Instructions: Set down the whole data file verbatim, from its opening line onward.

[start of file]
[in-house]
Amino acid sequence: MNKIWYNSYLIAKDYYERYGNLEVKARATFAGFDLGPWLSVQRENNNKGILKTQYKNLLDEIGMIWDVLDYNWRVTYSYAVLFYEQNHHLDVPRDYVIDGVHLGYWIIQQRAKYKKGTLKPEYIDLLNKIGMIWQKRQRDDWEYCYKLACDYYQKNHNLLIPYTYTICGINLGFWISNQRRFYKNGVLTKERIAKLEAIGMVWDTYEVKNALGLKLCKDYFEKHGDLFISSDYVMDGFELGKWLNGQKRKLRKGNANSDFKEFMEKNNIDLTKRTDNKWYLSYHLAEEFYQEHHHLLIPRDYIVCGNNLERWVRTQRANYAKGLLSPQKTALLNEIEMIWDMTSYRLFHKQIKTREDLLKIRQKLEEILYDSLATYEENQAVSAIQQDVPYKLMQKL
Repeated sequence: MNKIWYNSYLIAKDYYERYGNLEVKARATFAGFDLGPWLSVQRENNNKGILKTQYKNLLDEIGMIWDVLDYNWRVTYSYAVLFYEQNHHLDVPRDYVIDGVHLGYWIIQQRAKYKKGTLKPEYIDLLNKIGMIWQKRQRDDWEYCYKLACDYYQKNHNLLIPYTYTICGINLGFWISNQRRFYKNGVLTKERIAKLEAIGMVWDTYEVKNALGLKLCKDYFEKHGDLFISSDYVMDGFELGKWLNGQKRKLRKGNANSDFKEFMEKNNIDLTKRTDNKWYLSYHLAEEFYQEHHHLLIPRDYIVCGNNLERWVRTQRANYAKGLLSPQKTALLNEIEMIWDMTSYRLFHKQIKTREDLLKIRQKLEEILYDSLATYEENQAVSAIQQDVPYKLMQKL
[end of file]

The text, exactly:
[in-house]
Amino acid sequence: MNKIWYNSYLIAKDYYERYGNLEVKARATFAGFDLGPWLSVQRENNNKGILKTQYKNLLDEIGMIWDVLDYNWRVTYSYAVLFYEQNHHLDVPRDYVIDGVHLGYWIIQQRAKYKKGTLKPEYIDLLNKIGMIWQKRQRDDWEYCYKLACDYYQKNHNLLIPYTYTICGINLGFWISNQRRFYKNGVLTKERIAKLEAIGMVWDTYEVKNALGLKLCKDYFEKHGDLFISSDYVMDGFELGKWLNGQKRKLRKGNANSDFKEFMEKNNIDLTKRTDNKWYLSYHLAEEFYQEHHHLLIPRDYIVCGNNLERWVRTQRANYAKGLLSPQKTALLNEIEMIWDMTSYRLFHKQIKTREDLLKIRQKLEEILYDSLATYEENQAVSAIQQDVPYKLMQKL
Repeated sequence: MNKIWYNSYLIAKDYYERYGNLEVKARATFAGFDLGPWLSVQRENNNKGILKTQYKNLLDEIGMIWDVLDYNWRVTYSYAVLFYEQNHHLDVPRDYVIDGVHLGYWIIQQRAKYKKGTLKPEYIDLLNKIGMIWQKRQRDDWEYCYKLACDYYQKNHNLLIPYTYTICGINLGFWISNQRRFYKNGVLTKERIAKLEAIGMVWDTYEVKNALGLKLCKDYFEKHGDLFISSDYVMDGFELGKWLNGQKRKLRKGNANSDFKEFMEKNNIDLTKRTDNKWYLSYHLAEEFYQEHHHLLIPRDYIVCGNNLERWVRTQRANYAKGLLSPQKTALLNEIEMIWDMTSYRLFHKQIKTREDLLKIRQKLEEILYDSLATYEENQAVSAIQQDVPYKLMQKL